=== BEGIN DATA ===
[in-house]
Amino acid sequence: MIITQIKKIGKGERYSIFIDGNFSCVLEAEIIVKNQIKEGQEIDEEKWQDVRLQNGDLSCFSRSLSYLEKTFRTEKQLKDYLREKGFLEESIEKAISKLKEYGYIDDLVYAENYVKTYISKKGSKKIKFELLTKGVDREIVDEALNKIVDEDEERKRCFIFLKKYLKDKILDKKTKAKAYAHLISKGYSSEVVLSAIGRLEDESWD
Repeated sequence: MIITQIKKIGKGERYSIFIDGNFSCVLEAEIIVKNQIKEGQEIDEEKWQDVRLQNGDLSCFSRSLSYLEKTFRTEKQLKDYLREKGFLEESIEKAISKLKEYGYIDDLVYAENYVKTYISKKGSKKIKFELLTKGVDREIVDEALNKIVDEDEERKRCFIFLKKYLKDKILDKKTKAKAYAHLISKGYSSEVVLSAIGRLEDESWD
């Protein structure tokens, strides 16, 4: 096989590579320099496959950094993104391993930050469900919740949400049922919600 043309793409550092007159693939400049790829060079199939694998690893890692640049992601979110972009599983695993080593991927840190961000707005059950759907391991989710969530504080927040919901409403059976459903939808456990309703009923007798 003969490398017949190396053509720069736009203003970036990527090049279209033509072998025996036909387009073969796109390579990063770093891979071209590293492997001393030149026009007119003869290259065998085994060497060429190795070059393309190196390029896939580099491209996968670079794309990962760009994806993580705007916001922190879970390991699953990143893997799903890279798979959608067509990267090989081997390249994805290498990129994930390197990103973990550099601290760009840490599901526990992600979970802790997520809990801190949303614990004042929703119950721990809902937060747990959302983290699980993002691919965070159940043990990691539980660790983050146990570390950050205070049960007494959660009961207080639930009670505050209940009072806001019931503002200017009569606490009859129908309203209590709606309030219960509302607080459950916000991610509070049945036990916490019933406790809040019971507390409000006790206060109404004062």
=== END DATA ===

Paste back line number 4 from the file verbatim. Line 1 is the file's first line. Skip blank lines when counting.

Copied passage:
């Protein structure tokens, strides 16, 4: 096989590579320099496959950094993104391993930050469900919740949400049922919600 043309793409550092007159693939400049790829060079199939694998690893890692640049992601979110972009599983695993080593991927840190961000707005059950759907391991989710969530504080927040919901409403059976459903939808456990309703009923007798 003969490398017949190396053509720069736009203003970036990527090049279209033509072998025996036909387009073969796109390579990063770093891979071209590293492997001393030149026009007119003869290259065998085994060497060429190795070059393309190196390029896939580099491209996968670079794309990962760009994806993580705007916001922190879970390991699953990143893997799903890279798979959608067509990267090989081997390249994805290498990129994930390197990103973990550099601290760009840490599901526990992600979970802790997520809990801190949303614990004042929703119950721990809902937060747990959302983290699980993002691919965070159940043990990691539980660790983050146990570390950050205070049960007494959660009961207080639930009670505050209940009072806001019931503002200017009569606490009859129908309203209590709606309030219960509302607080459950916000991610509070049945036990916490019933406790809040019971507390409000006790206060109404004062």